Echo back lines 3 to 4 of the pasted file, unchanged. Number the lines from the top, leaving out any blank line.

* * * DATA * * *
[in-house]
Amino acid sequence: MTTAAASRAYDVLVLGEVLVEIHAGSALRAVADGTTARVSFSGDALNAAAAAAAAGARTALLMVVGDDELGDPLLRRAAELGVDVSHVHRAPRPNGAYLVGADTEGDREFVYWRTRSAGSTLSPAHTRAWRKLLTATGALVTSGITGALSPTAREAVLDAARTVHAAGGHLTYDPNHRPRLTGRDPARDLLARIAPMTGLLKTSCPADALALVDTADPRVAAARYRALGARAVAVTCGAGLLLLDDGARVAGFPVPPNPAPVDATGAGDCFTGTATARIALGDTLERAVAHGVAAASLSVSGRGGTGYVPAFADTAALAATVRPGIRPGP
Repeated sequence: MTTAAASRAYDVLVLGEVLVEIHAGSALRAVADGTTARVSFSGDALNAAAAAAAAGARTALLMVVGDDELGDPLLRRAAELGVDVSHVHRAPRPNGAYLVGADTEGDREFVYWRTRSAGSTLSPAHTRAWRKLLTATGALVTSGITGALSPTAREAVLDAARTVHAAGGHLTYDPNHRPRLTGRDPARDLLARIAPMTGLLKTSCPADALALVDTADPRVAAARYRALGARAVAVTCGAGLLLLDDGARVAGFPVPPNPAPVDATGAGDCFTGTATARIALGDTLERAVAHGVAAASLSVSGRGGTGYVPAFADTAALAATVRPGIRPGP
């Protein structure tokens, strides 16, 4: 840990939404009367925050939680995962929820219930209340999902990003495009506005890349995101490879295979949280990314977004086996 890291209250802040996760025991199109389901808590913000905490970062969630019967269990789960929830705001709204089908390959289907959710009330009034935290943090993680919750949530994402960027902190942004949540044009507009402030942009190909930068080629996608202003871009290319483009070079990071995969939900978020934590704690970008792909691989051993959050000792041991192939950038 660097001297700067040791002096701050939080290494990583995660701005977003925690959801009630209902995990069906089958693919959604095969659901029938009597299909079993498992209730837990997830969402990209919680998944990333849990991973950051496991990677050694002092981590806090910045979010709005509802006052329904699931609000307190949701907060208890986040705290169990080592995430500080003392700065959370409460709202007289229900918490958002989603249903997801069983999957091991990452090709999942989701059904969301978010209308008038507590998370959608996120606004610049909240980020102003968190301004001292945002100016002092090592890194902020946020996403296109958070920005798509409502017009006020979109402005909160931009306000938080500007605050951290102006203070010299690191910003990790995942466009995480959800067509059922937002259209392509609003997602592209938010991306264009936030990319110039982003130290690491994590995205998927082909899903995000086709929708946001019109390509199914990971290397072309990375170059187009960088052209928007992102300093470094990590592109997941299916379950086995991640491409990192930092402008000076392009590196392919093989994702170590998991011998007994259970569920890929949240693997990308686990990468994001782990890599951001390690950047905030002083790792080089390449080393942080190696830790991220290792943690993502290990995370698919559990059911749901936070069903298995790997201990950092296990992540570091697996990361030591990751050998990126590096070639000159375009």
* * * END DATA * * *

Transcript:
Repeated sequence: MTTAAASRAYDVLVLGEVLVEIHAGSALRAVADGTTARVSFSGDALNAAAAAAAAGARTALLMVVGDDELGDPLLRRAAELGVDVSHVHRAPRPNGAYLVGADTEGDREFVYWRTRSAGSTLSPAHTRAWRKLLTATGALVTSGITGALSPTAREAVLDAARTVHAAGGHLTYDPNHRPRLTGRDPARDLLARIAPMTGLLKTSCPADALALVDTADPRVAAARYRALGARAVAVTCGAGLLLLDDGARVAGFPVPPNPAPVDATGAGDCFTGTATARIALGDTLERAVAHGVAAASLSVSGRGGTGYVPAFADTAALAATVRPGIRPGP
């Protein structure tokens, strides 16, 4: 840990939404009367925050939680995962929820219930209340999902990003495009506005890349995101490879295979949280990314977004086996 890291209250802040996760025991199109389901808590913000905490970062969630019967269990789960929830705001709204089908390959289907959710009330009034935290943090993680919750949530994402960027902190942004949540044009507009402030942009190909930068080629996608202003871009290319483009070079990071995969939900978020934590704690970008792909691989051993959050000792041991192939950038 660097001297700067040791002096701050939080290494990583995660701005977003925690959801009630209902995990069906089958693919959604095969659901029938009597299909079993498992209730837990997830969402990209919680998944990333849990991973950051496991990677050694002092981590806090910045979010709005509802006052329904699931609000307190949701907060208890986040705290169990080592995430500080003392700065959370409460709202007289229900918490958002989603249903997801069983999957091991990452090709999942989701059904969301978010209308008038507590998370959608996120606004610049909240980020102003968190301004001292945002100016002092090592890194902020946020996403296109958070920005798509409502017009006020979109402005909160931009306000938080500007605050951290102006203070010299690191910003990790995942466009995480959800067509059922937002259209392509609003997602592209938010991306264009936030990319110039982003130290690491994590995205998927082909899903995000086709929708946001019109390509199914990971290397072309990375170059187009960088052209928007992102300093470094990590592109997941299916379950086995991640491409990192930092402008000076392009590196392919093989994702170590998991011998007994259970569920890929949240693997990308686990990468994001782990890599951001390690950047905030002083790792080089390449080393942080190696830790991220290792943690993502290990995370698919559990059911749901936070069903298995790997201990950092296990992540570091697996990361030591990751050998990126590096070639000159375009």